In the middle of the 19th century, Samuel S. Young of Eaton, Ohio, USA, patented three simple (and quite similar) calculating devices. The first patent (US patent №6602 from 24 July 1849) was for а machine for adding figures. The second patent was for a machine for calculation of interest (pat. №8329 from 2 Sep. 1851). The third patent (pat. №21921 from 26 Oct. 1858) was for arithmetical proof-rule.
It seems an adding device, based on the first patent of Young (see the drawing of US patent 6602 below), was manufactured and became rather popular in the 1850s in the USA. According to (most probably exaggerated) advertising, more than 30000 examples of this device had been sold by 1857. The patent model survived to the present and it is kept in the National Museum of American History, Washington (see the upper image).
Let’s see an excerpt of a sales letter from a certain W. M. Richardson, a sales agent:
I am agent for the sale of Young’s Patent Adding Tablet a very ingenious machine for adding up columns of figures, to any amount with accuracy and rapidity, without mental labour, they are very generally used by Bankers, Merchants, Storekeepers & Accountants, as evidence of their popularity, over thirty thousand have been sold already. It will be sent by mail on receipt of One dollar, or one dozen for Nine Dollars.
It was a wooden device, with overall measurements: 7 cm x 9.8 cm x 15.6 cm.
The simple adder with a frame holds seven strips of wood. Each strip has 19 holes on it. The ten right holes are numbered from 0 to 9. The nine remaining holes are unnumbered, but the wood is colored green. To the sides of each strip, the numbers 1 to 9 are written on the frame. The left part of the strip is covered by an upper piece on the frame.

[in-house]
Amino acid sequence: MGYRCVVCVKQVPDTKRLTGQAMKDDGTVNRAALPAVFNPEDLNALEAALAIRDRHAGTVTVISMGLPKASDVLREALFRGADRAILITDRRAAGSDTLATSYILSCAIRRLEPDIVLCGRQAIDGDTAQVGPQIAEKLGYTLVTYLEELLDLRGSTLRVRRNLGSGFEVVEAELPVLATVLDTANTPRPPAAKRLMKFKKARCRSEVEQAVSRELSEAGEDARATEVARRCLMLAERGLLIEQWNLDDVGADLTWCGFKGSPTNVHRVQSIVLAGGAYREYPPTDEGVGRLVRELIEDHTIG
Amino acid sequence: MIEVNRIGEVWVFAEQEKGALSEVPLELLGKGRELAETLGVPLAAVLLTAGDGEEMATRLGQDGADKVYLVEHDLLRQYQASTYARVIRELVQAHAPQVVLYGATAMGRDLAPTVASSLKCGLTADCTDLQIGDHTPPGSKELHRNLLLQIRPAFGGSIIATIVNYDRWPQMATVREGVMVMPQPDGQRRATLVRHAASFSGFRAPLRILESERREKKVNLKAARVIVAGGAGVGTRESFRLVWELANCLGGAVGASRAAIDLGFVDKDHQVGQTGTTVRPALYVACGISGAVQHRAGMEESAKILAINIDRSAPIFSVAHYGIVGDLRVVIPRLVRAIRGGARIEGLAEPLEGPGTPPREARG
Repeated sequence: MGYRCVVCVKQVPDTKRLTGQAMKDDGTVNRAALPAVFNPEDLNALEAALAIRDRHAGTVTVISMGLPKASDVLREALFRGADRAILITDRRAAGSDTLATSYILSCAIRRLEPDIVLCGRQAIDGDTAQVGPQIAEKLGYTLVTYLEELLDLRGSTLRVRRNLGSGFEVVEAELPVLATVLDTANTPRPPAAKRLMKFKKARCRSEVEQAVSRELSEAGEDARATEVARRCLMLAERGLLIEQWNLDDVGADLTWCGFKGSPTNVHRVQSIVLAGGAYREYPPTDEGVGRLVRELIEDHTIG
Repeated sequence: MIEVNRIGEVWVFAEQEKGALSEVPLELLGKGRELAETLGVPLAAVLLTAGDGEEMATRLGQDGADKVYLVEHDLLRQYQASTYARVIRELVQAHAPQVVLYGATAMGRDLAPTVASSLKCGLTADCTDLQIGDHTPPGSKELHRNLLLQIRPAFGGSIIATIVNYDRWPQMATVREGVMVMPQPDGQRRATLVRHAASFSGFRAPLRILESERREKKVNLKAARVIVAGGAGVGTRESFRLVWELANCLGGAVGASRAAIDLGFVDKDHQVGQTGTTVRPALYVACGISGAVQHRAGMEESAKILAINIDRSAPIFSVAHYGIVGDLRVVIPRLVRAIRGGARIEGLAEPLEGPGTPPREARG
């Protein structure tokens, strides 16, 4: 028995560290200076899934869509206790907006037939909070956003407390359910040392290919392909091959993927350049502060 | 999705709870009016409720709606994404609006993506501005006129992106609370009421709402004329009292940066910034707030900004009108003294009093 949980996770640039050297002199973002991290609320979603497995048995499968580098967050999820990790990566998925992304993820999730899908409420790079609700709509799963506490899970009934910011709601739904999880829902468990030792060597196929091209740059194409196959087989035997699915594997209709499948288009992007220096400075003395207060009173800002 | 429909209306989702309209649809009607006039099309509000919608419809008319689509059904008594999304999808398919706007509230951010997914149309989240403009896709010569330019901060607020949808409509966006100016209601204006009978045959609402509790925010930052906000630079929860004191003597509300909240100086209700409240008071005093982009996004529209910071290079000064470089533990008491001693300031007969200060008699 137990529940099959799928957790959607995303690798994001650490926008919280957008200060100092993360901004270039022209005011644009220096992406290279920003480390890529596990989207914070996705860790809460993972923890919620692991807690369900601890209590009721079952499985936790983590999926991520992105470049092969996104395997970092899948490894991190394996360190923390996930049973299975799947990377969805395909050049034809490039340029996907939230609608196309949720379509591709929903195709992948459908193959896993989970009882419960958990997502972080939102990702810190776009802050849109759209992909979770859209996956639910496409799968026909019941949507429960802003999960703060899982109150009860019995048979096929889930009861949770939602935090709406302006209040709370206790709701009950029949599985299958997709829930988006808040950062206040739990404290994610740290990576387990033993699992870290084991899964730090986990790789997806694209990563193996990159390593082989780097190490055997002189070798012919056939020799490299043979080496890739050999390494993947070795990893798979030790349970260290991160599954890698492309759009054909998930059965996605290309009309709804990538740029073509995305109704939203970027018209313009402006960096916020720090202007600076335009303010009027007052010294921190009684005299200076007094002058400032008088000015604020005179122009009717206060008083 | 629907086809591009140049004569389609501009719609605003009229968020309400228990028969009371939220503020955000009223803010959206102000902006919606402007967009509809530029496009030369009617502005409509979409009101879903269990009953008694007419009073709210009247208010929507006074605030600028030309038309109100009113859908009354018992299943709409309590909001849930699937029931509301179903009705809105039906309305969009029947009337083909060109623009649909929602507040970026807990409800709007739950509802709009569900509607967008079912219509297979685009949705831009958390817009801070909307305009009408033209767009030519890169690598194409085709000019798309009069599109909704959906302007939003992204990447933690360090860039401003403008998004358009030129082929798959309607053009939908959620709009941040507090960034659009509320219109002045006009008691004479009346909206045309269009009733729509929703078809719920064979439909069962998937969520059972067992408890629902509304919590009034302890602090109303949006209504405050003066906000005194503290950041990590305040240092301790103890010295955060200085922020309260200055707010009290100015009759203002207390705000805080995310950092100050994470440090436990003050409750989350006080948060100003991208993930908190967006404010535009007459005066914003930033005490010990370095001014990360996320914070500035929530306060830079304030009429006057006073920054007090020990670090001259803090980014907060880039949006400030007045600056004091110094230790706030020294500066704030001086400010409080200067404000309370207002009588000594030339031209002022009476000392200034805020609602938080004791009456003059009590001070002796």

The second calculating instrument of Young (Rule for Calculating Interest) is similar to the first, a wood and paper device with overall measurements: 0.8 cm x 35.4 cm x 4.1 cm (see the image below).
This patent model has a rectangular wooden frame with five grooves, each of which holds a bar (made from a different kind of wood) that slides crosswise. Two flat wooden pieces cover much of the bars on the left side, with a gap between them. Each bar has a set of 12 evenly spaced holes that are numbered from 11 down to 1 (the “0” holes are not numbered). Each bar also is indented at the top to hold a slip of paper that slides under the top of the machine. There are 11 further, unnumbered, holes to the right of each slip of paper. Setting up a number on the rods (to represent an amount of money or a length of time) reveals a number on the paper slips that represents an amount of tax or interest.
The third patent (pat. №21921 from 1858) was for arithmetical proof-rule, a device, similar to the first and second calculating instrument of Young.
Simple calculating devices, similar to the above described, remained popular till the middle of the 20th century, for example, later devices of Fowler and Locke.
Biography of Samuel Young
Samuel S. Young, son of Alexander and Sarah Young, was born on 28 March 1809, in Butler County, Ohio.
The US Census for 1850 indicates that S. S. Young of Eaton, Ohio, 40 years old that year, was living with his wife (Young married on 13 February 1834, to Eliza Jane Hardy) and two children. His occupation was given as “gardener.” Apparently by 1860 Young had moved to the nearby town of Washington and he is listed in the Census as a “horticulturalist” by occupation. In 1864 and 1865 Young was working in the real estate and rental business in Cincinnati, Ohio, along with one of Red Lion’s and Warren County’s most distinguished and prosperous citizens, merchant, Postmaster, and match manufacturer—William H. Ballard (1817-1880).
Samuel S. Young died on 8 Jan. 1885 (aged 75), in Bonnieville, Hart County, Kentucky, and was buried in Spring Grove Cemetery, Cincinnati.